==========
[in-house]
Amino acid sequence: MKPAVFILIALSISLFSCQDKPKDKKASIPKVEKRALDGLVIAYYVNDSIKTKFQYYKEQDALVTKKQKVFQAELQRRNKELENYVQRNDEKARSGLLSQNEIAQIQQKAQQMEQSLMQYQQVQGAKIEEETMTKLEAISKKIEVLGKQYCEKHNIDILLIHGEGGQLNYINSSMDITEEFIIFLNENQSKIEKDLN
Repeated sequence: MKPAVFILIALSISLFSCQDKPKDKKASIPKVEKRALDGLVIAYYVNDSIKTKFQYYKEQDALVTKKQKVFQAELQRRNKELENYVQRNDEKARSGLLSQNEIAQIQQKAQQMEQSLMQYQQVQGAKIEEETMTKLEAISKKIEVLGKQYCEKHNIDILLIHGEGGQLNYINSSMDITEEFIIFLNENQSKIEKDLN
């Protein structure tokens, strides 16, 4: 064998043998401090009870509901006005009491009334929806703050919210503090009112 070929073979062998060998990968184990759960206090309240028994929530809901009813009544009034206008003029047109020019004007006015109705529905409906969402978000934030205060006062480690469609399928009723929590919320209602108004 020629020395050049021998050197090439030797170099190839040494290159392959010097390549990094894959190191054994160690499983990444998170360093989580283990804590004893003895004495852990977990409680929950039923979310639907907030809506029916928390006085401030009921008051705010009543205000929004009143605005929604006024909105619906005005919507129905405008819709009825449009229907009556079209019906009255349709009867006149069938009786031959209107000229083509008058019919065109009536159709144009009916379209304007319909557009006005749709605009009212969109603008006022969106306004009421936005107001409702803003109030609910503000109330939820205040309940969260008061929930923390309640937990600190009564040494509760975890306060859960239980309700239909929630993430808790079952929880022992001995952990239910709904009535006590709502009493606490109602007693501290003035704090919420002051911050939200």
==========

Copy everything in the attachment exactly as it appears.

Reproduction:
[in-house]
Amino acid sequence: MKPAVFILIALSISLFSCQDKPKDKKASIPKVEKRALDGLVIAYYVNDSIKTKFQYYKEQDALVTKKQKVFQAELQRRNKELENYVQRNDEKARSGLLSQNEIAQIQQKAQQMEQSLMQYQQVQGAKIEEETMTKLEAISKKIEVLGKQYCEKHNIDILLIHGEGGQLNYINSSMDITEEFIIFLNENQSKIEKDLN
Repeated sequence: MKPAVFILIALSISLFSCQDKPKDKKASIPKVEKRALDGLVIAYYVNDSIKTKFQYYKEQDALVTKKQKVFQAELQRRNKELENYVQRNDEKARSGLLSQNEIAQIQQKAQQMEQSLMQYQQVQGAKIEEETMTKLEAISKKIEVLGKQYCEKHNIDILLIHGEGGQLNYINSSMDITEEFIIFLNENQSKIEKDLN
């Protein structure tokens, strides 16, 4: 064998043998401090009870509901006005009491009334929806703050919210503090009112 070929073979062998060998990968184990759960206090309240028994929530809901009813009544009034206008003029047109020019004007006015109705529905409906969402978000934030205060006062480690469609399928009723929590919320209602108004 020629020395050049021998050197090439030797170099190839040494290159392959010097390549990094894959190191054994160690499983990444998170360093989580283990804590004893003895004495852990977990409680929950039923979310639907907030809506029916928390006085401030009921008051705010009543205000929004009143605005929604006024909105619906005005919507129905405008819709009825449009229907009556079209019906009255349709009867006149069938009786031959209107000229083509008058019919065109009536159709144009009916379209304007319909557009006005749709605009009212969109603008006022969106306004009421936005107001409702803003109030609910503000109330939820205040309940969260008061929930923390309640937990600190009564040494509760975890306060859960239980309700239909929630993430808790079952929880022992001995952990239910709904009535006590709502009493606490109602007693501290003035704090919420002051911050939200």